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Publication numberUS6811093 B2
Publication typeGrant
Application numberUS 10/430,819
Publication dateNov 2, 2004
Filing dateMay 6, 2003
Priority dateOct 17, 2002
Fee statusLapsed
Also published asUS20040074985
Publication number10430819, 430819, US 6811093 B2, US 6811093B2, US-B2-6811093, US6811093 B2, US6811093B2
InventorsGordon E. Rado
Original AssigneeTecumseh Products Company
Export CitationBiBTeX, EndNote, RefMan
External Links: USPTO, USPTO Assignment, Espacenet
Piezoelectric actuated fuel injectors
US 6811093 B2
Abstract
A fuel injector including a piezoelectric actuator directly attached to a metering rod wherein when the actuator is distorted in proportion to an input voltage, the metering rod moves to vary the size of a discharge spray orifice. The input voltage, and therefore the distortion of the actuator, may be varied in accordance with the readings from a throttle position sensor or an oxygen sensor, for example. A dual actuator type of fuel injector is also provided which has an injector body in engagement with the combustion chamber and a fuel chamber therein to receive low pressure fuel. A piezoelectric actuator moves a piston to close the fuel chamber inlet and pressurize the fuel therein. A second piezoelectric actuator moves the metering rod to open the discharge orifice. The amount of distortion of the respective actuators effects proportional movement of the piston or the metering rod.
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Claims(21)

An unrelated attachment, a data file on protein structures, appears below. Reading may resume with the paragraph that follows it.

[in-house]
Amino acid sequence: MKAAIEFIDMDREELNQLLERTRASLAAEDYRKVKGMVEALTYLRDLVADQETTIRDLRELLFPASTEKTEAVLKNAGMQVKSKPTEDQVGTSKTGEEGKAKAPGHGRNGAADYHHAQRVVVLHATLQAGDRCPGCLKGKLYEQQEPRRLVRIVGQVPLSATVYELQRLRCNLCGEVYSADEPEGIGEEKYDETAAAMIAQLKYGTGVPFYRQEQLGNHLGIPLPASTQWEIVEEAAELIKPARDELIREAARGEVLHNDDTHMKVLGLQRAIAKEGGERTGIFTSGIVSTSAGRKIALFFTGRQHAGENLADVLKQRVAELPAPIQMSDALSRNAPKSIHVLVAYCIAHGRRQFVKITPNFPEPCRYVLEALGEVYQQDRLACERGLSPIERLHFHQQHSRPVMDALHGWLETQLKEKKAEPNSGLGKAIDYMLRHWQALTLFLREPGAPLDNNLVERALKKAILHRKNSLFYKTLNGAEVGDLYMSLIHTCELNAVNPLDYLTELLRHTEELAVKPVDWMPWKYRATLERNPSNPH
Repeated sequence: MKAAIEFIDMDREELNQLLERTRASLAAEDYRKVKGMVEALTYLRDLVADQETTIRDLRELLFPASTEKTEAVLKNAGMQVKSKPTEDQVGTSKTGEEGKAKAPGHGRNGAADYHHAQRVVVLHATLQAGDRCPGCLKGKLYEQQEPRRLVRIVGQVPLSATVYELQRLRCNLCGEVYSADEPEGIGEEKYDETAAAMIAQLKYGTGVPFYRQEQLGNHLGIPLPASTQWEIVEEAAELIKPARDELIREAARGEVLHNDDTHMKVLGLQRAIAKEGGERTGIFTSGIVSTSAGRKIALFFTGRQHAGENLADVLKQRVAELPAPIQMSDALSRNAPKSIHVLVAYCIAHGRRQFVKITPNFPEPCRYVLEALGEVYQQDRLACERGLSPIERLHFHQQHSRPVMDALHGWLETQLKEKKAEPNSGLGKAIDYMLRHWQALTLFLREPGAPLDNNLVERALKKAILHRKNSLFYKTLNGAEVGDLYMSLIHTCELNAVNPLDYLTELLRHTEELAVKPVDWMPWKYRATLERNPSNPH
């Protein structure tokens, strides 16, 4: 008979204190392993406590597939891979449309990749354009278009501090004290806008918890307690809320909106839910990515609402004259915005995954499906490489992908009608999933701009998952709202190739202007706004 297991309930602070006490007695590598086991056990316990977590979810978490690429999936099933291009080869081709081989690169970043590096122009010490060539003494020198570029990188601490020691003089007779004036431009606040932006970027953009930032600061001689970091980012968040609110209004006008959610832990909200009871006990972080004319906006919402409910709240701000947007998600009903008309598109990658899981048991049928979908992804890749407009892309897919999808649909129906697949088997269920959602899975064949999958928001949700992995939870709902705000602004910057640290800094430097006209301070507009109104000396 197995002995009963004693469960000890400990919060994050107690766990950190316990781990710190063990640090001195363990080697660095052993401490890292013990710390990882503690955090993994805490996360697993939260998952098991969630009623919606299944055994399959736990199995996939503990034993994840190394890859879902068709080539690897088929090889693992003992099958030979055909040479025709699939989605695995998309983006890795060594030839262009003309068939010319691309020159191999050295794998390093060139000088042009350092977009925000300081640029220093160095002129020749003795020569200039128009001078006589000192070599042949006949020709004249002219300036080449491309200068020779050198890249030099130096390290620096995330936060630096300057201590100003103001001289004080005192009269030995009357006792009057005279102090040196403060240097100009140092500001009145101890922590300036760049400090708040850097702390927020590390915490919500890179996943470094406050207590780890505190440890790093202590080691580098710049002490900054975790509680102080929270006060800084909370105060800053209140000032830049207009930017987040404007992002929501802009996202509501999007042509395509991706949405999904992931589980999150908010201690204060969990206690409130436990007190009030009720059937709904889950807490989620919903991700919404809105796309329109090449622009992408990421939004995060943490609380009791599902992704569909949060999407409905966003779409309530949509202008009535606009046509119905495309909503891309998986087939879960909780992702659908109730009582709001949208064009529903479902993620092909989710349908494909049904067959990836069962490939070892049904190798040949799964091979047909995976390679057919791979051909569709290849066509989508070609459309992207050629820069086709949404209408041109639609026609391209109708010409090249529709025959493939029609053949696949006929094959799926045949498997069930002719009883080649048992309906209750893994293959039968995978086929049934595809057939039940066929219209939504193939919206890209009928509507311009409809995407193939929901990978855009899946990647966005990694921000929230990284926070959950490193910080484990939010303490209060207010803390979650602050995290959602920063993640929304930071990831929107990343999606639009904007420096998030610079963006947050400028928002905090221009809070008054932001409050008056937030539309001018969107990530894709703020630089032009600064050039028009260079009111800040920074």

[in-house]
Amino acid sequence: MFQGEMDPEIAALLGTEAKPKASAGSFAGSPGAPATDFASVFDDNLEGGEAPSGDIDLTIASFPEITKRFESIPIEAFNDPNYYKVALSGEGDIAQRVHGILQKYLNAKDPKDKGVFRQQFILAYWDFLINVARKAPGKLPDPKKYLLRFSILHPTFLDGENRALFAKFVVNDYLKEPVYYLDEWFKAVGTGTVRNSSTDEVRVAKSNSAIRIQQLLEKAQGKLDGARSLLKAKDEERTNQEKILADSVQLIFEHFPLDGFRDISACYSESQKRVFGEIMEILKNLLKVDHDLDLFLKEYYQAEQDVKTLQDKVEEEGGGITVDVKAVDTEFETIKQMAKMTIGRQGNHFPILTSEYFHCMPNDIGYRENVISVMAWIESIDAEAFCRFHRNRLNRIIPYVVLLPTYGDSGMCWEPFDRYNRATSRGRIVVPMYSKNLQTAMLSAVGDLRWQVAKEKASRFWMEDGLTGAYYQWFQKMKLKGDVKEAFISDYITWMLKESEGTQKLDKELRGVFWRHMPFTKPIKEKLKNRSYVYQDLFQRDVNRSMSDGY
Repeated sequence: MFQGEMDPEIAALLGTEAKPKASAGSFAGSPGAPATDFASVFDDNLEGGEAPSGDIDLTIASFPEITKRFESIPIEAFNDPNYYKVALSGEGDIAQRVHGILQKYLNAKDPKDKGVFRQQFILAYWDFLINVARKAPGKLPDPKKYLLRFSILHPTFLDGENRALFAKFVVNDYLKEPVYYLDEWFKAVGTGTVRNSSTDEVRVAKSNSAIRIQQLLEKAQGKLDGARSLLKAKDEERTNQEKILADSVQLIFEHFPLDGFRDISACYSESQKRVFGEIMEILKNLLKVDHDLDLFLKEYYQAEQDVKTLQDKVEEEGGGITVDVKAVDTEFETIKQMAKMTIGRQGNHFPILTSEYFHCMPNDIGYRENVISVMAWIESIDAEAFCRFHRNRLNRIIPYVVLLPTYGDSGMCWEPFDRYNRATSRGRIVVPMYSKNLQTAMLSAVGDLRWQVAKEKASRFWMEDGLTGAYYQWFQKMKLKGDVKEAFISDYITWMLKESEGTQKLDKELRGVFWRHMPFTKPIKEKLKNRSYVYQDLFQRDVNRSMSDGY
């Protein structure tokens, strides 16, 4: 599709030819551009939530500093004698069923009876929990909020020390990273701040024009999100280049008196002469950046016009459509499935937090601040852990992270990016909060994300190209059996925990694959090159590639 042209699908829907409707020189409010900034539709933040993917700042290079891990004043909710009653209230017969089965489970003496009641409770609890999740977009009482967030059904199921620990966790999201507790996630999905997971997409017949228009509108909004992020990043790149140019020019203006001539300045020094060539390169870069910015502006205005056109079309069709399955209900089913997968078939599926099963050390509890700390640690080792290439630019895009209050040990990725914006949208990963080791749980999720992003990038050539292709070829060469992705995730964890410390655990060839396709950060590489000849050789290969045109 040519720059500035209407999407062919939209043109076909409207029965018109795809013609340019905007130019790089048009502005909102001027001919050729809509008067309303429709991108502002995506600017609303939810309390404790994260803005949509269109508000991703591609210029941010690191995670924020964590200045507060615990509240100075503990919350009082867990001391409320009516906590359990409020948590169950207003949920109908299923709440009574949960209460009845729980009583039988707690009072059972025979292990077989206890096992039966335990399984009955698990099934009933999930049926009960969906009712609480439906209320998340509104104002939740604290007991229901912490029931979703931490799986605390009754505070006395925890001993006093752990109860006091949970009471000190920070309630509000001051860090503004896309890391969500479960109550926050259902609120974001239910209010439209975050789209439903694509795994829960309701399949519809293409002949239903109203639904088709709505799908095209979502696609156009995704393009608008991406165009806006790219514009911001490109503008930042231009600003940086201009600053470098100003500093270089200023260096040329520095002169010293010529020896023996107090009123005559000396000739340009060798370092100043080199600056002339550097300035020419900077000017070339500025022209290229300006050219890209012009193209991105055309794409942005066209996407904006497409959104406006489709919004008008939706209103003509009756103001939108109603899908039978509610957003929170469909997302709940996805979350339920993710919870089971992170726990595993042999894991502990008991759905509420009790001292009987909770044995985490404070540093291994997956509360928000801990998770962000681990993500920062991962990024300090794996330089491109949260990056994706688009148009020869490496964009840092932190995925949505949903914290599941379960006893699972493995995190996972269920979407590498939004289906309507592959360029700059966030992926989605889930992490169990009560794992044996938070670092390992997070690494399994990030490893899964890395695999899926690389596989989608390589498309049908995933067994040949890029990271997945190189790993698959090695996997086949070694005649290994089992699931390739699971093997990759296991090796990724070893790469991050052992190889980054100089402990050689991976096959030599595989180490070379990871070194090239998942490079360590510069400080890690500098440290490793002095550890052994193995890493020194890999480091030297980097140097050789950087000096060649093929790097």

What is claimed is:
1. A fuel injector, comprising:
a fuel injector body defining a fuel chamber therein, said fuel injector body including at least one inlet in communication with said fuel chamber;
a retaining cap secured to said fuel injector body;
at least one outlet defined in said fuel injector body;
at least one control member in said fuel chamber, said control member selectively variably engaging said outlet to cause said outlet to be in one of a range of conditions from fully open to fully closed; and
at least one piezoelectric actuator directly connected to said control member, said piezoelectric actuator secured to said injector body by said retaining cap, said actuator distorted when an external voltage is applied thereto, and
wherein when said actuator is distorted, said control member is moved, selectively changing said condition of said outlet.
2. The fuel injector of claim 1 wherein said control member is a metering rod.
3. The fuel injector of claim 2 wherein said metering rod further includes a tapered end, said tapered end seated in said at least one outlet.
4. The fuel injector of claim 1 wherein said piezoelectric actuator is curved, said control member extending substantially perpendicularly to said actuator.
5. The fuel injector of claim 1 wherein said retaining cap further includes a vent aperture therein.